The dual USB "Snow" G3 iBooks ranged from 500 MHz to 900 Mhz. The bus was increased to 100 MHz beginning with the 600 Mhz version.

    The G4 iBook was introduced at 800 Mhz with a 133 MHz bus, and is now available up to 1.33 Ghz.
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  5. #5
    trungthiendo
    Guest
    oh ok, i was under the impression that the G3 would be rubbishly slow on the OSX platform,

  6. #6
    Windows user looking to migrate to Ibook
    Aptmunich's Avatar
    Member Since
    Mar 09, 2004
    Location
    Munich
    Posts
    9,073
    Specs:
    Aluminium Macbook 2.4 Ghz 4GB RAM, SSD 24" Samsung Display, iPhone 4, iPad 2
    What you might have heard is the whole dual booting thing...

    As far as I know, older macs boot into OS9 first and then run OS X over that (can somebody confirm this?).

    Newer macs can't boot OS9 and run a compatibility mode instead...


    But anyway - a 600Mhz machine would be great for taking a look at OS X...

  7. #7
    Echo_
    Guest
    my friend has a 400 mhz g3 ibook and runs osx on it

  8. #8
    Windows user looking to migrate to Ibook
    Padawan's Avatar
    Member Since
    Jul 21, 2003
    Location
    Coruscant, Galactic Republic
    Posts
    1,185
    Specs:
    14" iBook G3 900/640/40 _ _ Power Macintosh G3 All-In-One 315/768/20 _ _ 20 GB iPod
    Quote Originally Posted by Aptmunich
    What you might have heard is the whole dual booting thing...

    As far as I know, older macs boot into OS9 first and then run OS X over that (can somebody confirm this?).

    Newer macs can't boot OS9 and run a compatibility mode instead...
    No, the older Macs do have the ability to boot into OS 9 or OS X, but they don't boot into OS 9 before starting OS X. You're correct though in that the newest Macs can't boot into OS 9, and instead use a sort of OS 9 "emulation" known as Classic.
    ~ Support the LANCE ARMSTRONG FOUNDATION -- LAF.org ~

    Do you drive a Civic, Del Sol, or Integra & want more power & tighter steering feel? Click here for my inexpensive DIY Power-Steering Removal Kits.

  9. #9
    stevieb
    Guest
    depending on the speed of your current PC (I'm assuming it's over 1GHZ) I would go for a mac mini over an older G3. I think you'd get frustrated with the speed of the older machine, where as you can get a new G4 in a mac mini for around the same price as your looking to spend.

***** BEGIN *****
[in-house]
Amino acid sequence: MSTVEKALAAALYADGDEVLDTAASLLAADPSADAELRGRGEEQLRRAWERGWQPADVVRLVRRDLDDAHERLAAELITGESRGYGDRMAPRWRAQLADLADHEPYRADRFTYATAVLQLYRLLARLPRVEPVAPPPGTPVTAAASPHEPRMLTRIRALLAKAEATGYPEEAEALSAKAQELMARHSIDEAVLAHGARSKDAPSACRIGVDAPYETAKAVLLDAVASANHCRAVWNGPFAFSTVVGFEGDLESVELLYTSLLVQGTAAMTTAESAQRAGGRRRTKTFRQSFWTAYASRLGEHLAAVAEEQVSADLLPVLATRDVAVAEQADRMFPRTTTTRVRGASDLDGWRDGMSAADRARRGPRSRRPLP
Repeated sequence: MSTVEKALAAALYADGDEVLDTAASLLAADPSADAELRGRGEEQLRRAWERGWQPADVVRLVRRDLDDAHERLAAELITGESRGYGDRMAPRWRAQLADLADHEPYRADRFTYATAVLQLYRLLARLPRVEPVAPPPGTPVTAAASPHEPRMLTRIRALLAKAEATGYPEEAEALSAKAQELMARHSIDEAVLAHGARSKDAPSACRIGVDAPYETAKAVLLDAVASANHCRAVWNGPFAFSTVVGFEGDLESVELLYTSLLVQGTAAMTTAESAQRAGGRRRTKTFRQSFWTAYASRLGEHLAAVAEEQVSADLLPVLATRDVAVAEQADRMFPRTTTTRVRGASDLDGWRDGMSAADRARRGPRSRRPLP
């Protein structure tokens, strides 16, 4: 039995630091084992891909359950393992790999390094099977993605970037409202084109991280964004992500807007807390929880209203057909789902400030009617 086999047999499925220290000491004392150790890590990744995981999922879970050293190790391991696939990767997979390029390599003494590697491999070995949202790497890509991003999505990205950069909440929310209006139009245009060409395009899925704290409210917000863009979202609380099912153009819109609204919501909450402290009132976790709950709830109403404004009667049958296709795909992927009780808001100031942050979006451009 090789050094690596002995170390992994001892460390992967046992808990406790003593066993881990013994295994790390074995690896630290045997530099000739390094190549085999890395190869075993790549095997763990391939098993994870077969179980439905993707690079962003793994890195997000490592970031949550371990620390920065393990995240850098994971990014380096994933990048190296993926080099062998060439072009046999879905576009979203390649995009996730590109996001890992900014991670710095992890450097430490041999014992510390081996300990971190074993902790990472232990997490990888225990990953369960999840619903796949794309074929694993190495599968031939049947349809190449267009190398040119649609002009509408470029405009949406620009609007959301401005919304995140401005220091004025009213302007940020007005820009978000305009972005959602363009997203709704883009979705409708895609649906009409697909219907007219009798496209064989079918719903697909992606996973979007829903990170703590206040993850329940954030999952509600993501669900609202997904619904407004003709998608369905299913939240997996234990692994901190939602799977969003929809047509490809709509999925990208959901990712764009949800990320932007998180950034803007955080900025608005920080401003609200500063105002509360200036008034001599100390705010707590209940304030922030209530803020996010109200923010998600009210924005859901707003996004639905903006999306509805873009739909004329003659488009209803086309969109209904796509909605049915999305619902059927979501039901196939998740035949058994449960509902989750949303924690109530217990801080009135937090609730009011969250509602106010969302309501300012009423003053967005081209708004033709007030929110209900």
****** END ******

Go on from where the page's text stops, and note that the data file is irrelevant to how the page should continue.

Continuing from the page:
10. #10
    trungthiendo
    Guest
    yeah i know about the MAC mini, but i was looking for something portable to since i do a lot of travelling when i'm in school, i like to go to the library, friends place or labs to do work, since its hard to find a quiet place living on campus when you have a roomate.

    so would the G3 ibook be a bad investment???

    but if i could find a G4 ibook for around 700 bucks i could manange that...

    maybe a 800mhz G4?

  11. #11
    NightWolf0829
    Guest
    The g3 iBooks are not bad at all, just bear in mind they cannot run iLife well, 800x600. I'm not shure when the display was changed. I still use my g3 (clamshell firewire) 466mhz g3 iBook each day. Just get lots of ram, that is key. I currently have only 392mb in my iBook, and i want more. It is also on OSX- 10.3.7 (panther). And no that would not be a bad investment.

    Cheers, -j

  12. #12
    Windows user looking to migrate to Ibook
    Aptmunich's Avatar
    Member Since
    Mar 09, 2004
    Location
    Munich
    Posts
    9,073
    Specs:
    Aluminium Macbook 2.4 Ghz 4GB RAM, SSD 24" Samsung Display, iPhone 4, iPad 2
    Quote Originally Posted by Padawan
    No, the older Macs do have the ability to boot into OS 9 or OS X, but they don't boot into OS 9 before starting OS X. You're correct though in that the newest Macs can't boot into OS 9, and instead use a sort of OS 9 "emulation" known as Classic.
    Thanks for clearing that up